From space, the Web appears as a swirling sphere of light.

The Brightest Star
George Gilder
Forbes ASAP
October 1, 1999
Print ArticleImagine gazing at the web from far in space. To you, peering through your spectroscope, mapping the mazes of electromagnetism in its path, the Web appears as a global efflorescence, a resonant sphere of light. It is the physical phase space of the telecosm, the radiant chrysalis from which will spring a new global economy.

The luminous ball reflects Maxwell's rainbow, with each arc of light bearing a signatory wavelength. As the mass of the traffic flows through fiber-optic trunks, it glows infrared, with the network backbones looming as focused beams of 1550-nanometer radiance running across continents and under the seas. As more and more people use wireless means to access the Net, this infrared ball grows a penumbra of microwaves, suffused with billions of moving sparks from multimegahertz teleputers or digital cellular phones. Piercing through the penumbra are rich spikes of radio frequencies confined in the coaxial cables circling through neighborhoods and hooking to each household. Spangling the Net are more than 100 million nodes of concentrated standing waves, each an Internet host, a computer with a microprocessor running at a microwave frequency from the hundreds of megahertz to the gigahertz. The radiance reaches upward between 400 and 800 miles to thousands of low-orbit satellites, each sending forth cords of "light" between Earth and sky in the Ku band between 12 and 18 gigahertz.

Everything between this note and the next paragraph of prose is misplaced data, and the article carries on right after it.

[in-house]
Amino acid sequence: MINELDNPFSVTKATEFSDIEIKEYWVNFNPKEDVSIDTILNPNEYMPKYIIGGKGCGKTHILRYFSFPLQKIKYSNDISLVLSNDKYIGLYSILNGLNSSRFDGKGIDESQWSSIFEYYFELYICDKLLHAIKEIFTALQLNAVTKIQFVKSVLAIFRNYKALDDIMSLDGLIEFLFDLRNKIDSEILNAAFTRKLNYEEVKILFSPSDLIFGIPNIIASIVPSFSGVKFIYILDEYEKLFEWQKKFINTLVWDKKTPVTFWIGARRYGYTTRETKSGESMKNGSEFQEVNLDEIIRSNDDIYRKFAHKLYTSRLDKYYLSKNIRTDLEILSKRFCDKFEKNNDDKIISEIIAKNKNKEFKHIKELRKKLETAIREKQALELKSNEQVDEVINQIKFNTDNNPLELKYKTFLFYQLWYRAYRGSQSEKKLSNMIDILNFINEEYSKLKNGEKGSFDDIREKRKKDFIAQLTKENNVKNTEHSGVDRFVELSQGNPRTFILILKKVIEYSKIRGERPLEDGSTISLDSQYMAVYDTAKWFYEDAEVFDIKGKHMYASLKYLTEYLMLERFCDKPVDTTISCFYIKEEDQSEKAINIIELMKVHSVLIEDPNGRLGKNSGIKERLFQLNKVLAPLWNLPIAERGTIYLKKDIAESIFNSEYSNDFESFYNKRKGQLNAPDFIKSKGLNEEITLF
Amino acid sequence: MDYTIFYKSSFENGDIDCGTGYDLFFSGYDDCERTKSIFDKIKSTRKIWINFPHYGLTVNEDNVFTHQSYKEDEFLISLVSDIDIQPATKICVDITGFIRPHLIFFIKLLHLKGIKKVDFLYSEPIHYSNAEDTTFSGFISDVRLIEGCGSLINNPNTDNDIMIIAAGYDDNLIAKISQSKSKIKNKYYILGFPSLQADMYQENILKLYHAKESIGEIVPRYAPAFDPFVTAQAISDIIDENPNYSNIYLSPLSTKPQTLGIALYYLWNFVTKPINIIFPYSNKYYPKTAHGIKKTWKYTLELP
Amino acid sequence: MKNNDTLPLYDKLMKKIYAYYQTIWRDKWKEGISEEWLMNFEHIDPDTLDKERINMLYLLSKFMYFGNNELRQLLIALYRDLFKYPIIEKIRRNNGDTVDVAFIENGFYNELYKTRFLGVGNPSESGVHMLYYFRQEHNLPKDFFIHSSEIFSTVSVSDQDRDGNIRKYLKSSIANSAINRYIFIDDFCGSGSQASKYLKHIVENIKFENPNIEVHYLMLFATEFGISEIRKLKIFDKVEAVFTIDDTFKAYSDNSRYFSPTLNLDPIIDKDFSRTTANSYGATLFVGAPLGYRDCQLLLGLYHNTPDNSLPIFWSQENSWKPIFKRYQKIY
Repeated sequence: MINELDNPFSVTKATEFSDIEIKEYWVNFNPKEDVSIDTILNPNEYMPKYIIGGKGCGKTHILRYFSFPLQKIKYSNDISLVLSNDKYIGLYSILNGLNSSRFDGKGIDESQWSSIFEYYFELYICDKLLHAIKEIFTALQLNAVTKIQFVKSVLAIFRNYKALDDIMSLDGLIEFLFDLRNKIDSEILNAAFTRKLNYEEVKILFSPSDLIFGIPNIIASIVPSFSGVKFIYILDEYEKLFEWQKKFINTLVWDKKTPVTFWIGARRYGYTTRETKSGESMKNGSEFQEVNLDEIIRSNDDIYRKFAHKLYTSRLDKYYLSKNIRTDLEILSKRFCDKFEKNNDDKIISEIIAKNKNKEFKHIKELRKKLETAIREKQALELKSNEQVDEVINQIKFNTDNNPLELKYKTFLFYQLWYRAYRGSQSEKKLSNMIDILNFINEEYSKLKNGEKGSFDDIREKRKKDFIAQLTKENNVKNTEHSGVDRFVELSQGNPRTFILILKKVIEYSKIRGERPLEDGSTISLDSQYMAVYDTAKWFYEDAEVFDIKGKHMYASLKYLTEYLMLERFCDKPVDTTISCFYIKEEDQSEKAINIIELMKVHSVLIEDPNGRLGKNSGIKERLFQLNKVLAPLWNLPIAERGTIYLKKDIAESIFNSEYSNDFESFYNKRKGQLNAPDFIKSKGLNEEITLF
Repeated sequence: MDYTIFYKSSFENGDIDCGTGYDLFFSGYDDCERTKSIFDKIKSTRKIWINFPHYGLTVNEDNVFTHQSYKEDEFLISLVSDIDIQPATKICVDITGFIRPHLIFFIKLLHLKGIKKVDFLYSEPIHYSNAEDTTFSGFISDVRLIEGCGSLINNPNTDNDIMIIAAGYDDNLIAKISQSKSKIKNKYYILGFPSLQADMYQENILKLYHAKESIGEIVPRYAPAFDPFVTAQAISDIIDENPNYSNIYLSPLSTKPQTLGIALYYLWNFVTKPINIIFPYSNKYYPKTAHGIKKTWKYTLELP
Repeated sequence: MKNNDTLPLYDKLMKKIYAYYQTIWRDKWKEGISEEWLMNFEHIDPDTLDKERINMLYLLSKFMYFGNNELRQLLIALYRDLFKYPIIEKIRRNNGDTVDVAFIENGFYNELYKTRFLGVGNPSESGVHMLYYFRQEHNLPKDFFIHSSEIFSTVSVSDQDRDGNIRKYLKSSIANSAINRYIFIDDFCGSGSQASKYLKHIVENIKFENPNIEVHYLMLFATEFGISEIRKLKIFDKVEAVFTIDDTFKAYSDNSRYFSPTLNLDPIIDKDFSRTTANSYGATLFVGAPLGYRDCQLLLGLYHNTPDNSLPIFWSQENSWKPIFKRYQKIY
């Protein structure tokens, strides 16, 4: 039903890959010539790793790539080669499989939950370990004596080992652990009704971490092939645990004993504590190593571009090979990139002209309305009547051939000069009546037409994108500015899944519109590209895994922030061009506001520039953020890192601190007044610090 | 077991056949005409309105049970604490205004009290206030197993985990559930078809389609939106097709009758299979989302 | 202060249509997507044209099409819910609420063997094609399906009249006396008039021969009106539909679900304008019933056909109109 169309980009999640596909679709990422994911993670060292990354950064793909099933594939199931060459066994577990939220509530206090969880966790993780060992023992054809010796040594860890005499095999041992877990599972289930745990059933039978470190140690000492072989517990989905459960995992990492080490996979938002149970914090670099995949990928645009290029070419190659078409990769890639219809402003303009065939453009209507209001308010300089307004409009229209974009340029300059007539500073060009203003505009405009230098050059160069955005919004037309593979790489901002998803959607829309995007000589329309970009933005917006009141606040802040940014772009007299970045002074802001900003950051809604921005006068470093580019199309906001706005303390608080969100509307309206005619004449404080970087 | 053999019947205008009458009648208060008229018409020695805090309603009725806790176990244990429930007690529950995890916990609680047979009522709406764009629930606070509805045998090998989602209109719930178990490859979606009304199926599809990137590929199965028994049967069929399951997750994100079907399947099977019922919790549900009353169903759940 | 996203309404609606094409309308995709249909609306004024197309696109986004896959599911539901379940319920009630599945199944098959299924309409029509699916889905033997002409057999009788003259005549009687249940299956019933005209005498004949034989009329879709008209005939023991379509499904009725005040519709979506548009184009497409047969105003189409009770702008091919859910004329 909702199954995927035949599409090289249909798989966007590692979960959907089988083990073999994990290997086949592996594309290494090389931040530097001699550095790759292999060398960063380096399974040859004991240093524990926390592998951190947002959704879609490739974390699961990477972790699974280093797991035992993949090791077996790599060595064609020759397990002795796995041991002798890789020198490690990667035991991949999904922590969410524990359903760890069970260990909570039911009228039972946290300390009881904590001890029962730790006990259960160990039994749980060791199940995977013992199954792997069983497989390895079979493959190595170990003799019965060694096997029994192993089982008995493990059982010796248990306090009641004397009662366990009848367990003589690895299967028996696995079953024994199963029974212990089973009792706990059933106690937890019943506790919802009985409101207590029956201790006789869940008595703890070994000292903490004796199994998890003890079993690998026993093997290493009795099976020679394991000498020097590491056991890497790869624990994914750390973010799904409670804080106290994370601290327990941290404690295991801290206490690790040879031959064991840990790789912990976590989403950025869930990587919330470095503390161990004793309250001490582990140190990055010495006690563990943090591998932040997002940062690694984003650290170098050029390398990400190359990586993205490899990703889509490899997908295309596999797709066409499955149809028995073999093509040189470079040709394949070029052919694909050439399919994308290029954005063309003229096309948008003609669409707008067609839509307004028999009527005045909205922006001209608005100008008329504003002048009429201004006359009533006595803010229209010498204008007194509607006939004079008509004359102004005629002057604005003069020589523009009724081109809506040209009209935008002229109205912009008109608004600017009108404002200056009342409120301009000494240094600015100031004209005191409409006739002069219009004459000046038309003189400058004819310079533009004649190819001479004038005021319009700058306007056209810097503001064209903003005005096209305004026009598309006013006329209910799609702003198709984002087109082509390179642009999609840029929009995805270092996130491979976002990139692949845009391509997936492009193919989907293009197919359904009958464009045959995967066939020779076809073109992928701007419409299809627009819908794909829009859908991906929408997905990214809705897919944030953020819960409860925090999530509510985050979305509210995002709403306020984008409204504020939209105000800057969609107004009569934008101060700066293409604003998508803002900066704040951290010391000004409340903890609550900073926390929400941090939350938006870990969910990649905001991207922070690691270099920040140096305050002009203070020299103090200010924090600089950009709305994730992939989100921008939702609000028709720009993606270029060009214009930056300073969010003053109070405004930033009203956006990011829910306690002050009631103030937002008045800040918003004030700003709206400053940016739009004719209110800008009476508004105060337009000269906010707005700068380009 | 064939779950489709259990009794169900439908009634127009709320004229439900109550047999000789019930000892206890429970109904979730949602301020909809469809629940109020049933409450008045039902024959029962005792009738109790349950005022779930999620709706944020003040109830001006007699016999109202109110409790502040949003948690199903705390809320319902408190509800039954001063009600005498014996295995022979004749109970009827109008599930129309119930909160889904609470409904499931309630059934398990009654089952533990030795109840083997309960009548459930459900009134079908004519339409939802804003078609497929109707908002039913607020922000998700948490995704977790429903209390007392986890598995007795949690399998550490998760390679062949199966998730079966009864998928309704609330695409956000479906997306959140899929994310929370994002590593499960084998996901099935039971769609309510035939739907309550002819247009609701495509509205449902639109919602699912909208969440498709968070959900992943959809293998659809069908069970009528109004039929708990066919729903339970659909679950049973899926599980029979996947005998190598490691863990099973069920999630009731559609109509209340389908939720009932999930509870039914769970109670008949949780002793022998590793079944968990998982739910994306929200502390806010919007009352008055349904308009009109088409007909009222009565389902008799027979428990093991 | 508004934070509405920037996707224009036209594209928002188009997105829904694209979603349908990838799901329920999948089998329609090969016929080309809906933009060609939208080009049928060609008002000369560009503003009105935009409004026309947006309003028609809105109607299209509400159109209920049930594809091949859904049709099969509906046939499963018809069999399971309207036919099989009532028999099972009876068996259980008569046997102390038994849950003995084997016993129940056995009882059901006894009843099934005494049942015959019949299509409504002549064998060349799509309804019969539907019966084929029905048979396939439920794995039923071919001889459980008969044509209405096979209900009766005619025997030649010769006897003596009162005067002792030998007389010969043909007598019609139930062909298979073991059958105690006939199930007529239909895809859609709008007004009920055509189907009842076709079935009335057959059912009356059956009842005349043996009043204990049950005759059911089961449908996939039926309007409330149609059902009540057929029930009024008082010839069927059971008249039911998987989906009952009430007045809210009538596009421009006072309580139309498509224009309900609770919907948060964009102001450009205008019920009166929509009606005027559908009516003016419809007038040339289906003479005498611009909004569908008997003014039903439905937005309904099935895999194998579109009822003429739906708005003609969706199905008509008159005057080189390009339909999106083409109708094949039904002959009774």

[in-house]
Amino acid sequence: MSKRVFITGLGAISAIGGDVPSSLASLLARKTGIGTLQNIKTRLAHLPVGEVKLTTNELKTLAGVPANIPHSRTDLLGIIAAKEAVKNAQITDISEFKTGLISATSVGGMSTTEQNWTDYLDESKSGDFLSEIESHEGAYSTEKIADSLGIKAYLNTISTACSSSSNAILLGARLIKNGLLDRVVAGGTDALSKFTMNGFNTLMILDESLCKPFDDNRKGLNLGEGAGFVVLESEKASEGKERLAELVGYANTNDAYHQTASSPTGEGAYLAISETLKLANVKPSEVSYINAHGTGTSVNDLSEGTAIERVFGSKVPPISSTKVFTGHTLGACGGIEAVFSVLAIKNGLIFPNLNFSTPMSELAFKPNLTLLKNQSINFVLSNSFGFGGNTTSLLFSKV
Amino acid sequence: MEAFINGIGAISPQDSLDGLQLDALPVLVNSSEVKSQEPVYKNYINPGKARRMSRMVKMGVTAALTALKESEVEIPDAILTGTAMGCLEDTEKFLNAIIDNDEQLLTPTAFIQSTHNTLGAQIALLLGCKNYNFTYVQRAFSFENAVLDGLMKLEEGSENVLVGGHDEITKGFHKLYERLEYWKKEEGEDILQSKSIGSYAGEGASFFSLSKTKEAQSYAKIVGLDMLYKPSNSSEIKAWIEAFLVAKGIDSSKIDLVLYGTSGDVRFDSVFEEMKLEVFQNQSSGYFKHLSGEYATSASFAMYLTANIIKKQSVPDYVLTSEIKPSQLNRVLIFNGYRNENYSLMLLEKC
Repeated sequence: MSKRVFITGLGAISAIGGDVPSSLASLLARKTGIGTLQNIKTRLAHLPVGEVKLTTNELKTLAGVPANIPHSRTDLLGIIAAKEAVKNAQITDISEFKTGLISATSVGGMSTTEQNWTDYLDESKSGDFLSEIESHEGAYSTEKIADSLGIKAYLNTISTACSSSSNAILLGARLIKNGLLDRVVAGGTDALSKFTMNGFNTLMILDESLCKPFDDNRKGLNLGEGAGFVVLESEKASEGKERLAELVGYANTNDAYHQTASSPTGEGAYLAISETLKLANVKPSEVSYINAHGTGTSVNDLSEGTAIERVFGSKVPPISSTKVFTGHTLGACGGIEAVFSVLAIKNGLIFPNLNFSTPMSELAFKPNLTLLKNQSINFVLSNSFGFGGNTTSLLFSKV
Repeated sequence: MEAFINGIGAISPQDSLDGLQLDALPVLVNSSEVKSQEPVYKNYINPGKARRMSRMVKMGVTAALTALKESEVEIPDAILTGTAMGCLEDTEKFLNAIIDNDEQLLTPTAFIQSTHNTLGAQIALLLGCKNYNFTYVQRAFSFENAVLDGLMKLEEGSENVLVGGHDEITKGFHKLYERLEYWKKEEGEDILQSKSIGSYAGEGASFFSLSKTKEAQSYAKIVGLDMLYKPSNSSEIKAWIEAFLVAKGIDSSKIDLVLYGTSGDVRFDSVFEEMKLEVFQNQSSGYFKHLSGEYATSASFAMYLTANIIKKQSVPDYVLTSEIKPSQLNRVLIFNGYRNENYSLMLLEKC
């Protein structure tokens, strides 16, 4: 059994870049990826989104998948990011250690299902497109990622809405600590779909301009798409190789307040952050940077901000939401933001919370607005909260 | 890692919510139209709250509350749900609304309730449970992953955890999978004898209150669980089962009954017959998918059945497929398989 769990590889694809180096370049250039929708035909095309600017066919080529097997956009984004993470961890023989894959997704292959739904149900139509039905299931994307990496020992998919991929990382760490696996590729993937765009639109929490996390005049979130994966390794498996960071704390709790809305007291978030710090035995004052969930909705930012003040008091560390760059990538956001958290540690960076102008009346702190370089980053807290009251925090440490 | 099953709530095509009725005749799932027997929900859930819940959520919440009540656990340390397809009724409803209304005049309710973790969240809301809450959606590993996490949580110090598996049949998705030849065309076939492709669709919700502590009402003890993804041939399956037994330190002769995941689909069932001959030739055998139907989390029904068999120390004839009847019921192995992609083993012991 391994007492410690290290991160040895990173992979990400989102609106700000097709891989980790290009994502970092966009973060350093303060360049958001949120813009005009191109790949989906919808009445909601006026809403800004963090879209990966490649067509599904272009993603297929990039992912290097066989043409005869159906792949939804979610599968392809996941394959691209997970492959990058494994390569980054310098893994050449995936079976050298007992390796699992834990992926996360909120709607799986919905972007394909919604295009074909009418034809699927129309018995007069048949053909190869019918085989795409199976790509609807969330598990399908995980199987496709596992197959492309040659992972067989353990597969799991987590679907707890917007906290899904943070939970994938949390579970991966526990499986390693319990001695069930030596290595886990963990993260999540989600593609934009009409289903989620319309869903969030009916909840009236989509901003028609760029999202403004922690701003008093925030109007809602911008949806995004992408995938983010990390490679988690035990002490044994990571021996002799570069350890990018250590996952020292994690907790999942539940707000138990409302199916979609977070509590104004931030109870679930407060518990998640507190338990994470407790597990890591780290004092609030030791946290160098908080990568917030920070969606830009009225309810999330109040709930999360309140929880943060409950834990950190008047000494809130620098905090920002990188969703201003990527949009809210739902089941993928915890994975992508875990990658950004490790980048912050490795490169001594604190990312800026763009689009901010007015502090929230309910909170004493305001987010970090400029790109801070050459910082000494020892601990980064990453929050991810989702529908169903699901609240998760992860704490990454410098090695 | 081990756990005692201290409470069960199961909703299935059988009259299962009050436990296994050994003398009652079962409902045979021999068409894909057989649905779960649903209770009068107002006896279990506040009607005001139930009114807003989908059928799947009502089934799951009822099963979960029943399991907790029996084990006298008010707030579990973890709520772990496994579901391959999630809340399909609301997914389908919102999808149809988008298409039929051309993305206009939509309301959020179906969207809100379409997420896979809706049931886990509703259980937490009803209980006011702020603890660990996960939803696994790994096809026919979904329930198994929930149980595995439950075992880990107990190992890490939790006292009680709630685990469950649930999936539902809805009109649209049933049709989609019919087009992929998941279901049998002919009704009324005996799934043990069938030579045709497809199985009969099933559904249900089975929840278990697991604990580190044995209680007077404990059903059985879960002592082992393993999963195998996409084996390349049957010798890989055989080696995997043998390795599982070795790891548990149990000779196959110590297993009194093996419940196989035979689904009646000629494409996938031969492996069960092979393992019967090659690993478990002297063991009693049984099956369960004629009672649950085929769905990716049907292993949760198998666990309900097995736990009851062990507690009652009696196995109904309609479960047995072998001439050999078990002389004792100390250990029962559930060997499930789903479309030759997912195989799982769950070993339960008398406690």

Now imagine that every 100 days the total brightness doubles. Not only does the total number of screens rise by more than one-third but also the traffic on each of the links rises by 50%. Federal Express ignites a flare in Memphis, and its glow swells into the millennium. AOL customers leave behind their 28-kilobit links and move to 56-kilobit and Ethernet modems: A larger surge ripples across the ball of light. Corporate Ethernets leap up from 10 megabits a second to 100 megabits and then to a gigabit. All pump up the lumens of the encircling radiance.

As the intensity of the light rises--as more and more photons of traffic flash through the webs of glass and air--the change pushes up the overall frequency or average color of the light. So, as the brightness increases, its average color also inches up the spectrum. The global iridescence changes its dominant hues. If it were a rainbow, the center of intensity would move from red through green toward violet. If it were a meteor, the Doppler blueshift of the Internet would suggest it is approaching you.